Gucci rips Dapper Dan, Kendall + Kylie infringe Tupac
A designer is to fashion, what an artist is to art–they bring to life their imaginative creations–slowly crafting them into reality. However, sometimes designers don’t solely rely upon their own creativity, they also seek inspiration from other sources. When creating a design inspired from another, one would think the process involves weeding out any obvious knockoffs, to avoid plagiarism. You’d think a talented designer should be capable of creating original work, so it’s astonishing that many resort to ‘borrowing’ the aesthetic of their contemporaries. But some push the boundaries, until the line is blurred, or shady at best.
This year has been plagued with fashion knockoffs and trademark infringement. The acts of plagiarism is blatant, and appears to be prevalent in the fashion industry amongst designers, brands, even celebrities. What’s more intriguing is when brands infringe upon their own trademarks. One such brand is Gucci, who during their Resort 2018 show featured designs with slogans reading ‘Guccy’, ‘Guccification’, and ‘Guccify Yourself’. These saying are what one would expect to see on a knockoff product made in China, not from the brand itself.
Gucci didn’t stop there–the luxury brand showcased looks that sneakily resembled hip-hop fashion legend Dapper Dan, whose success was essentially built on the unauthorized use of luxury logos, in the 80s. Despite the brands obvious tongue-in-cheek display of fashion spoofing, Gucci recently accused Forever 21 of trademark infringement regarding the use of “blue-red-blue” and “green-red-green” stripes on several products. Forever 21 has had a long-standing reputation of fashion plagiarism. Forever 21 responded to Gucci by filing a suit denying any infringement and opposing Gucci’s stripe trademarks.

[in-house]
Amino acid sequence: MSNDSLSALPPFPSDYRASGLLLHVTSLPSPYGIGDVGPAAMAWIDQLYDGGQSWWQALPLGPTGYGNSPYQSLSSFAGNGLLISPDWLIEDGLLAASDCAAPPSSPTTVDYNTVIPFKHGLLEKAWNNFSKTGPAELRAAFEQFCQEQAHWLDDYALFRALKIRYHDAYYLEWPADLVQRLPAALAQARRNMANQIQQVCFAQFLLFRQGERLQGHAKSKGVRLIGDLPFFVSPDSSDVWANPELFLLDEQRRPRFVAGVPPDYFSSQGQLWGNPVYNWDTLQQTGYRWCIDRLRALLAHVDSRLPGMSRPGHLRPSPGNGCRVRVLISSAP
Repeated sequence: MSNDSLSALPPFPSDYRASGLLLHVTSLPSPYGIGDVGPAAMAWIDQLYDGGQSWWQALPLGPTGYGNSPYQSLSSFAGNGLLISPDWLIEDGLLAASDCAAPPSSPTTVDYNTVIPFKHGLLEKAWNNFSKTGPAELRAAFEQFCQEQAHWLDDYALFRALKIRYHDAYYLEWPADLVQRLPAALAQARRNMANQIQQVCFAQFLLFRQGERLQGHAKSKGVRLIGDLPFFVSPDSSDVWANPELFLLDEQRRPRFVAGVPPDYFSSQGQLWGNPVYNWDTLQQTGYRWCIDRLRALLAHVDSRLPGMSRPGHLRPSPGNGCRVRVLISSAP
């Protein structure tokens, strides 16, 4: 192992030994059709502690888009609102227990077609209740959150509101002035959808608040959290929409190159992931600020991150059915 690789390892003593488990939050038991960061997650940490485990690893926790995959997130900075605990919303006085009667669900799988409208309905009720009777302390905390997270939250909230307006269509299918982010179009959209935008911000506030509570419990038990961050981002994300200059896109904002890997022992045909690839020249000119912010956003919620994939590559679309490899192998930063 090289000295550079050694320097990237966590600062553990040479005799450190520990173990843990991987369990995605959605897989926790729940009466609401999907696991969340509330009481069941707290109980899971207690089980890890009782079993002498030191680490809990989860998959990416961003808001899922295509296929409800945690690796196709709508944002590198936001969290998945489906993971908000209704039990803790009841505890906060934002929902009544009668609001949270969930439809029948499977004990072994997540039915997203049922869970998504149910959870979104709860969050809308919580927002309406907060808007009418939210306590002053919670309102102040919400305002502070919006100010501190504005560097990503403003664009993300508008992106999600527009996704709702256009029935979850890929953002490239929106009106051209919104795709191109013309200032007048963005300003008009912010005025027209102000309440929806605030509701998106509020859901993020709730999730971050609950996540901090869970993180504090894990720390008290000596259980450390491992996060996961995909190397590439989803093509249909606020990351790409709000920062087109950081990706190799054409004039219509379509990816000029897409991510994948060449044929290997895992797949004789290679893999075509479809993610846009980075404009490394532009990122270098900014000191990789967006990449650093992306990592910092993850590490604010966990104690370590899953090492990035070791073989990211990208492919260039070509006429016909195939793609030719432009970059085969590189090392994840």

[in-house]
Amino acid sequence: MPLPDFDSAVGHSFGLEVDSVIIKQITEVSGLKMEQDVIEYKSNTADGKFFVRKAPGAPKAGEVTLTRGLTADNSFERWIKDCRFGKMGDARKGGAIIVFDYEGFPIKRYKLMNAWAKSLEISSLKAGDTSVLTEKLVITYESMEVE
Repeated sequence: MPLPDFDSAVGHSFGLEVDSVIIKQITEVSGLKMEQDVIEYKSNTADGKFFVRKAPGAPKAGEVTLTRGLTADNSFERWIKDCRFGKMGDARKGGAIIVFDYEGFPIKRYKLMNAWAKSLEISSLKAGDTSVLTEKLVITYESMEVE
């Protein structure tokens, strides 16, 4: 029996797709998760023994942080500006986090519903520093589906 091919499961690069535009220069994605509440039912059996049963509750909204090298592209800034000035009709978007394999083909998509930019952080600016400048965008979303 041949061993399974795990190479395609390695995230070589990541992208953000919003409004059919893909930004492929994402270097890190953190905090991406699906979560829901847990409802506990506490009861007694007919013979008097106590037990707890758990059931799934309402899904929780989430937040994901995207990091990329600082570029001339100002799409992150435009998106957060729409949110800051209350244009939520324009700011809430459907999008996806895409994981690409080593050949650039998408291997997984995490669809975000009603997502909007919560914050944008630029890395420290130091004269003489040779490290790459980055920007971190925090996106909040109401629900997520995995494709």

But it’s not just brands going to battle, a few bands were up in arms too, when Kendall + Kylie released a line of t-shirts emblazoned with the image of iconic music artists such as Ozzy Osbourne, Tupac, Notorious B.I.G., and Metallica. The t-shirt design featured images of the girls and their initials superimposed atop of copyrighted photos and logos of these music icons. Kendall and Kylie apologized and the shirts were pulled from production, but that hasn’t stopped the lawsuits. Reportedly, Tupac Shakur’s photographer is now suing the duo.
It should be noted that this isn’t Kylie’s first fashion controversy. She was previously accused of ripping off the designs of indie brands Cake Asia and Plugged NYC. Some may not consider Kendall and Kylie to be bonafide designers, but rather celeb-turned-designers. It might be argued that the Jenner sisters shouldn’t be expected to have original ideas, after all, they’re not actually designers.
So, where does inspiration end and plagiarism begin? Designers and celebrities shouldn’t steal from their peers, lesser known indie labels, or mammoth fashion houses–producing original work can be tough, but it is essential to maintaining professional integrity in the fashion industry.